Translating a superhero’s costume from page to screen can be tricky business. For a character like Kamala Khan, AKA Ms. Marvel, there’s a lot more meaning imbued in her super suit than simply how cool it looks and whether the actor can eat during breaks. It holds deeper meaning about how she sees herself and how she carries her family and community with her as she moves through the world.
Den of Geek spoke with Iman Vellani for an interview and caught up with the cast and crew at a press conference before the show premiered to learn more about the Jersey City hero’s beloved costume.
As Sana Amanat, Executive Producer of the show and co-creator of the character herself put it, “What was really fun about I think this, was adapting the comic book design into something that felt like a super suit that felt very Marvel, but still authentic to I think what the comic did and to her heritage.”
Amanat said she believes it’s the first costume they’ve done in-house, with their own costume designer, Arjun Bhasin, and his team creating it.
Ms. Marvel builds up to revealing the titular hero’s costume throughout the series, saving it for the final episode. Early on, Kamala Khan saves a boy while at Eid, so she ends up wearing parts of her makeshift training costume over what she was already wearing. Later, at her brother’s wedding, there are major action sequences where she doesn’t have time to change at all. Both offer glimpses at what a Pakistani Muslim hero could look like, costumed or otherwise.
“We have a whole scene where she fights in shalwar kameez, which is a cultural outfit,” Vellani says. “How monumental is that for so many young girls to see?”
Throughout the season, Kamala assembles her costume in bits and pieces, sometimes literally and sometimes figuratively. Her bangle comes from her great-grandmother Aisha by way of her grandmother, and Bruno gives her a domino mask. Her mother tells her she won’t be going out dressed like those other girls and makes her a shalwar kameez-style Hulk costume for AvengerCon. While that’s not what she ends up wearing, it’s clearly a conversation they both think about throughout the series. Nakia gives her a shirt and earrings for her driving date with Kamran and the Red Daggers give her a red scarf, and again, both are building blocks, spiritually if not literally.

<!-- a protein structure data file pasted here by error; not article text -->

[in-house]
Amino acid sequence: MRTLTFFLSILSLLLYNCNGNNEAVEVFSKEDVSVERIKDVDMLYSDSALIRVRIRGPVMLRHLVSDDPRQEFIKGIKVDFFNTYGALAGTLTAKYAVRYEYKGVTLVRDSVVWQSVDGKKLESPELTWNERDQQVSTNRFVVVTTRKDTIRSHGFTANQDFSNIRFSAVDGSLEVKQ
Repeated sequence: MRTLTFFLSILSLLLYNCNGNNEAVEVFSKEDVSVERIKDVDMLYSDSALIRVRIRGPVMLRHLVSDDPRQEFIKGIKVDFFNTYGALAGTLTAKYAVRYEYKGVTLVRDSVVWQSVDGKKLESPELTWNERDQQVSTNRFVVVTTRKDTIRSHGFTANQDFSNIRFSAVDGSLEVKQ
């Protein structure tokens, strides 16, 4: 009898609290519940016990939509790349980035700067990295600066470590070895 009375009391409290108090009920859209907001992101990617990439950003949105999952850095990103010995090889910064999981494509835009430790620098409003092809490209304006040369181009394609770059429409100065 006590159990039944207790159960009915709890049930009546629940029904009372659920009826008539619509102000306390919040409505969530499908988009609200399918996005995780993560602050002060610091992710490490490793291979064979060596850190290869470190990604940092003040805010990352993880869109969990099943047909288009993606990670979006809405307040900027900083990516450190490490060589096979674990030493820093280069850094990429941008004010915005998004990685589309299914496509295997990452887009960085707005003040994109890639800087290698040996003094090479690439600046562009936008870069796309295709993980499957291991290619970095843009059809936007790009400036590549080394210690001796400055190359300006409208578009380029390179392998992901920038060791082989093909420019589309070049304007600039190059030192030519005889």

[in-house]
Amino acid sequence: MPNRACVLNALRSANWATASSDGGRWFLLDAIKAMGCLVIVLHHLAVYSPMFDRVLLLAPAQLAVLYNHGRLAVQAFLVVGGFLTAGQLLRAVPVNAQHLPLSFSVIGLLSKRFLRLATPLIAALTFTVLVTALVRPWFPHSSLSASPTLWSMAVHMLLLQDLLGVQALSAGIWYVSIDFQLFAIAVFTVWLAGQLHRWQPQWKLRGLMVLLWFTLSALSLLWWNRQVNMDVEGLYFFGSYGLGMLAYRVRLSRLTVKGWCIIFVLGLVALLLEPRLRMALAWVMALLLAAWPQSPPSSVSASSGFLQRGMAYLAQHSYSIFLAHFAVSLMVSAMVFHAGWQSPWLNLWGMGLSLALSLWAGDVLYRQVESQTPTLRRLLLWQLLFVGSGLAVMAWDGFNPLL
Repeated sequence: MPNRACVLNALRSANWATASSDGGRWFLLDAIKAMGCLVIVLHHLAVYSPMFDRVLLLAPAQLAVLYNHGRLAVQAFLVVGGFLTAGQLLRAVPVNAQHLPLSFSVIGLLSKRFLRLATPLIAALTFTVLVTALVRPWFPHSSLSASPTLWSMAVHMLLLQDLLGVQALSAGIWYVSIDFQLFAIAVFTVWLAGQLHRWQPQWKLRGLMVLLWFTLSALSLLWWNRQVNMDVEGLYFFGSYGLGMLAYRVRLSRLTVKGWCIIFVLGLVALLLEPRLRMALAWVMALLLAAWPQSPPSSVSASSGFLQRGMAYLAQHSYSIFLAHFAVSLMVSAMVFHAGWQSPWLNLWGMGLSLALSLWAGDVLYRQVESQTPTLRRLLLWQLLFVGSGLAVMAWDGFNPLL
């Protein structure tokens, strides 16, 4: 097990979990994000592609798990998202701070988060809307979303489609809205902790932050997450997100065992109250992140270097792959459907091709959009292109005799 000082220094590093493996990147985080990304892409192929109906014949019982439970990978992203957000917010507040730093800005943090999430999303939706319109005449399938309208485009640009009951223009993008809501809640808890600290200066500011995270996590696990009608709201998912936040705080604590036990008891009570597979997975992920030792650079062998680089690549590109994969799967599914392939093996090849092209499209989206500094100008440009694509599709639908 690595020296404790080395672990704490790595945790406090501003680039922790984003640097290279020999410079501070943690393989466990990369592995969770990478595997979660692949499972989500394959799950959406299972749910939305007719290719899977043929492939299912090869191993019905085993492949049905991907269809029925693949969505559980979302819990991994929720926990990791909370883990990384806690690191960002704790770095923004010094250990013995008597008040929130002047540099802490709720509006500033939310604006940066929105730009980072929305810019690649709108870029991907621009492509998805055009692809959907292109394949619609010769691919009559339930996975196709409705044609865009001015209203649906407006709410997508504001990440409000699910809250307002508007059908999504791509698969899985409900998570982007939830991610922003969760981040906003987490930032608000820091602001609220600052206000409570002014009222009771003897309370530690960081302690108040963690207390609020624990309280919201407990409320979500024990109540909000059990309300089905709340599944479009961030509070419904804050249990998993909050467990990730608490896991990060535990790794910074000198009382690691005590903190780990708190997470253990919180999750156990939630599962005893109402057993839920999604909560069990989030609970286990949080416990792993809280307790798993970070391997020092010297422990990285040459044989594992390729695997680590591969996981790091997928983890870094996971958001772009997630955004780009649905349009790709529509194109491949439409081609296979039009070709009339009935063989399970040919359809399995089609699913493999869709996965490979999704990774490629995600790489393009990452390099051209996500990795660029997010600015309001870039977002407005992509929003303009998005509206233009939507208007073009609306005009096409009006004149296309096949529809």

In the final episode, we learn that Kamala’s immediate family all know about her powers and support her. As part of that support, her mother presents her with a costume she had made in Karachi. The color scheme is similar to her idol, Captain Marvel, but the silhouette is in line with her Pakistani heritage, the garment taking the form of tights, a kameez, and a dupatta.
“Even just if you look at the detailing,” Amanat said, “there’s a lot of cool textures in it that Arjun incorporated that feel very South Asian in a very subtle way, and yet have that texture and weaving that superhero suits have.”
For Vellani, those cultural details “made it feel a lot closer to home.”
Kamala’s mother, Muneeba being the one to commission the suit and give it to her daughter is a sign of how important this is, and the fact that she has to go her own way, while still taking care of her daughter and ensuring she doesn’t forget who she is. For her part, Kamala isn’t struggling to resolve the hero/fan side of herself with the Pakistani/Muslim side of herself, because they’re all one side: Kamala. It feels like an acknowledgment of the growth both characters have had over the course of the season.
Ms. Marvel’s lightning bolt